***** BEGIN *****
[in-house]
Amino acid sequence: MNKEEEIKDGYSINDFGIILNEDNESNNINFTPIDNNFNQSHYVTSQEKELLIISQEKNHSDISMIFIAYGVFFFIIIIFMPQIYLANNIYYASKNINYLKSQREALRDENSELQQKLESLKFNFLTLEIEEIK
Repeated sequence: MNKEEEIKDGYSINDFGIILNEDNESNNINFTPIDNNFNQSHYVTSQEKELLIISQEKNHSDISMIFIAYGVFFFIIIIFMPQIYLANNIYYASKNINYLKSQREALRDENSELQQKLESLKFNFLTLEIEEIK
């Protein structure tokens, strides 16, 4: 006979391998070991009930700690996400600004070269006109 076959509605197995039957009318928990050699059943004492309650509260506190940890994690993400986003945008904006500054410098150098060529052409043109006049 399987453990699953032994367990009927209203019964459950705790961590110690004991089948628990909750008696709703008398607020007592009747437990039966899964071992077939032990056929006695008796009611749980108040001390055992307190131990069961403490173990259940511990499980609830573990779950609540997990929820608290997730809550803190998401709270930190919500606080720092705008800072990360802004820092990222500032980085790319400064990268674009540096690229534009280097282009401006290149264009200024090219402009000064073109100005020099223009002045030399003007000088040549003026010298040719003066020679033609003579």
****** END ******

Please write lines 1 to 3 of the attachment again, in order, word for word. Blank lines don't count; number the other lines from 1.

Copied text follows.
[in-house]
Amino acid sequence: MNKEEEIKDGYSINDFGIILNEDNESNNINFTPIDNNFNQSHYVTSQEKELLIISQEKNHSDISMIFIAYGVFFFIIIIFMPQIYLANNIYYASKNINYLKSQREALRDENSELQQKLESLKFNFLTLEIEEIK
Repeated sequence: MNKEEEIKDGYSINDFGIILNEDNESNNINFTPIDNNFNQSHYVTSQEKELLIISQEKNHSDISMIFIAYGVFFFIIIIFMPQIYLANNIYYASKNINYLKSQREALRDENSELQQKLESLKFNFLTLEIEEIK